On his first official visit to Vietnam, Australian Prime Minister Anthony Albanese enjoyed Vietnamese delicacies such as “bia hoi” (brewed beer) and “banh mi” (Vietnamese sandwich) on his first day in Hanoi. He is not the only one to have experienced the country’s hospitality and cuisine – former US President Barack Obama, Canadian Prime Minister Justin Trudeau, former US President Bill Clinton, and Prince William have all visited local eateries and cafes in Vietnam.
Experts have noted that Vietnamese cuisine is incredibly diverse, making it an effective tool in promoting the country’s image, people, and culture. Chef Nguyen Thuong Quan, owner of Old Hanoi Restaurant, which has hosted Vietnamese cuisine events during foreign leader visits, said that cuisine is a graceful and delicate accompaniment of diplomatic activities.
Artisan Anh Tuyet, who served 21 foreign guests at the APEC Leaders’ Week in Da Nang in 2017, believes that Vietnamese cuisine has the potential to be recognised on the world stage. She believes that what Vietnam needs is a strategy to turn its cuisine into a national trademark.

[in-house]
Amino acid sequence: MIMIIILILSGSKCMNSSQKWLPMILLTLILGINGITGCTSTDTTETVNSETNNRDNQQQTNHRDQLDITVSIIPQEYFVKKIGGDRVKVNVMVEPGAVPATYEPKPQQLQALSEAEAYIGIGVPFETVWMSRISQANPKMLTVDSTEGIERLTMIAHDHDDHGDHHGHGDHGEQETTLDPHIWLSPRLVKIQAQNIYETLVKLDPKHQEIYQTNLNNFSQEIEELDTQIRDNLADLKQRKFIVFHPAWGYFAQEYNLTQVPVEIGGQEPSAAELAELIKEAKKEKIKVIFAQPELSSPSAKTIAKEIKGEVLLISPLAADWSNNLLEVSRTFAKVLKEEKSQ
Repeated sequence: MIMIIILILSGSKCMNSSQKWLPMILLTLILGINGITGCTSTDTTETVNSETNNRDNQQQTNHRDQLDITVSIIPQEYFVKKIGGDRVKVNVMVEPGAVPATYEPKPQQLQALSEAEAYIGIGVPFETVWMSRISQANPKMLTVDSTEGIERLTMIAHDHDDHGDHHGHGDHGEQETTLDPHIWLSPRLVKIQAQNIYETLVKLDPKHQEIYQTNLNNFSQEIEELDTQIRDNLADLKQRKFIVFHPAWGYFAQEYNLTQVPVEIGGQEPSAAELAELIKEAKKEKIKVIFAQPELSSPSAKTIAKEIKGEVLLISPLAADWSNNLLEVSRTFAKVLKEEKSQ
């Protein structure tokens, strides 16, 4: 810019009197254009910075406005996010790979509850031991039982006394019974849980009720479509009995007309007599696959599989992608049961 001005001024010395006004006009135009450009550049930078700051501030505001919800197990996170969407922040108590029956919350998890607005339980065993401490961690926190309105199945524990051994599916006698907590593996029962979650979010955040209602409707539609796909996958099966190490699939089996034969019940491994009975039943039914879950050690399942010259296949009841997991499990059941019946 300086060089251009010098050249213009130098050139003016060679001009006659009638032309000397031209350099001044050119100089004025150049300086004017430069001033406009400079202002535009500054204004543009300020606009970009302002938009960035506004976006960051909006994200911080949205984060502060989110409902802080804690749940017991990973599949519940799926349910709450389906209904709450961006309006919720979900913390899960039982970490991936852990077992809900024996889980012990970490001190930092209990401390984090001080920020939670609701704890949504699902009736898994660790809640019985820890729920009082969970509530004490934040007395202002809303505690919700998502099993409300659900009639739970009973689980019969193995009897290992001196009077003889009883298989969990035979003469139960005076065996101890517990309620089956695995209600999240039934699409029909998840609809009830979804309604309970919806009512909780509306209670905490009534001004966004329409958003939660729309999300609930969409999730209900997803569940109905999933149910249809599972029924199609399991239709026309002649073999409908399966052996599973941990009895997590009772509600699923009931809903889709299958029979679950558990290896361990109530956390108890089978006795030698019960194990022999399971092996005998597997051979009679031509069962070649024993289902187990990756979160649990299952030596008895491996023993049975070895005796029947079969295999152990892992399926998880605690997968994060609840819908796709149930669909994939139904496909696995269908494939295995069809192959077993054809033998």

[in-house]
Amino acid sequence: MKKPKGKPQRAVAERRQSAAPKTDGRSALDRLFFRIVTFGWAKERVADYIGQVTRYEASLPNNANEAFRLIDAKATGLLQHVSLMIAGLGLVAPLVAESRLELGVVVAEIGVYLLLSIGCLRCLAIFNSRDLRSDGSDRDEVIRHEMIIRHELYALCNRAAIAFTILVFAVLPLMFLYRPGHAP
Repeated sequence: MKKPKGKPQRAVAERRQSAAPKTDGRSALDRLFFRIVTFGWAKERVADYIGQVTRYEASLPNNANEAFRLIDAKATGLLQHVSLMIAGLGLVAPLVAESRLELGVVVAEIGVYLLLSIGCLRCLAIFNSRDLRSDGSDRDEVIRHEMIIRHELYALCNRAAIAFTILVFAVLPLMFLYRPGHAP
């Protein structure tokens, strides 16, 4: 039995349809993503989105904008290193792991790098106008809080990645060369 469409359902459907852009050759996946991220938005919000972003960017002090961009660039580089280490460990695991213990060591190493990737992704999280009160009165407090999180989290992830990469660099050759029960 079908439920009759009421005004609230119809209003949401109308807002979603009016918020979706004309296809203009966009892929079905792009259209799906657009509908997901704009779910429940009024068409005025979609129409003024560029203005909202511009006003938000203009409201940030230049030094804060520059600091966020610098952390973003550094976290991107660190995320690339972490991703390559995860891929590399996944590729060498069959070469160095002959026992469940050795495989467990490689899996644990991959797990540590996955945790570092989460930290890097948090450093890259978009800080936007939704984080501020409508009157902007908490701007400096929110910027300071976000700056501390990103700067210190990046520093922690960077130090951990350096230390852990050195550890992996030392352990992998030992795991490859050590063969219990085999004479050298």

Experts have said that Vietnam still has a long way to go to achieve this goal, beginning with the introduction of the Michelin Guide to select Vietnamese restaurants.
Gwendal Poullennec, International Director of the Michelin Guide, said that the Michelin Guide has been following Vietnamese cuisine for a while and was pleased to announce its first selection of restaurants in Hanoi and Ho Chi Minh City. The Guide’s famous anonymous inspectors were excited to experience the unique flavours and cooking techniques of the cuisine.
The presence of the Michelin Guide in Vietnam is seen as an important step in the recognition of Vietnamese restaurants and a way to introduce the country’s cuisine to foreign visitors.